Philippine Caves Declared National Cultural Treasure

August 8, 2012 / Philippines, Asia
Tabon Caves in Quezon, Palawan, Philippines

Photo by Alexcooper1/Wikimedia

The Tabon Caves Complex was recently declared a National Cultural Treasure by the National Museum of the Philippines.

Located on Lipuun Point near Quezon in Palawan province, the 29 caves in the complex are best known for containing some of the earliest evidence of human habitation in the Philippines.

Since their discovery in 1962, archaeologists have found burial jars, earthenware, jade ornaments and other jewelry, stone tools, animal bones, and human fossils dating back to 47,000 years ago. The most famous find, a human skull, jaw bones and teeth, together which have been dubbed Tarbon Man, are believed to date back approximately 22,000 to 24,000 years.

Initially declared a Museum Reservation Site in 1972, this latest designation came after further examination by the National Museum of the Philippines which confirmed that the site is a “unique cultural property found locally, possessing outstanding historical, cultural, artistic and/or scientific value which is highly significant and important to the country and nation, and officially declared as such by pertinent cultural agency.”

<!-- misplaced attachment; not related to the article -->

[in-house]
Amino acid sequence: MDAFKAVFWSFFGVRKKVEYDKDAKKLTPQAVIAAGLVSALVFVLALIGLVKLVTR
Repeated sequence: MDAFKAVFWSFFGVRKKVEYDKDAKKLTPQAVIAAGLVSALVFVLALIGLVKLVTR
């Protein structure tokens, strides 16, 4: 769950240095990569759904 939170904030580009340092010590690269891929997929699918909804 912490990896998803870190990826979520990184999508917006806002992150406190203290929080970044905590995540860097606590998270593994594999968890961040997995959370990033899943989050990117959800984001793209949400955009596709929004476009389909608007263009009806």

Tabon Cave in Palawan declared Nat’l Cultural Treasure [Philippine Information Agency] & Tabon Cave declared national cultural treasure []

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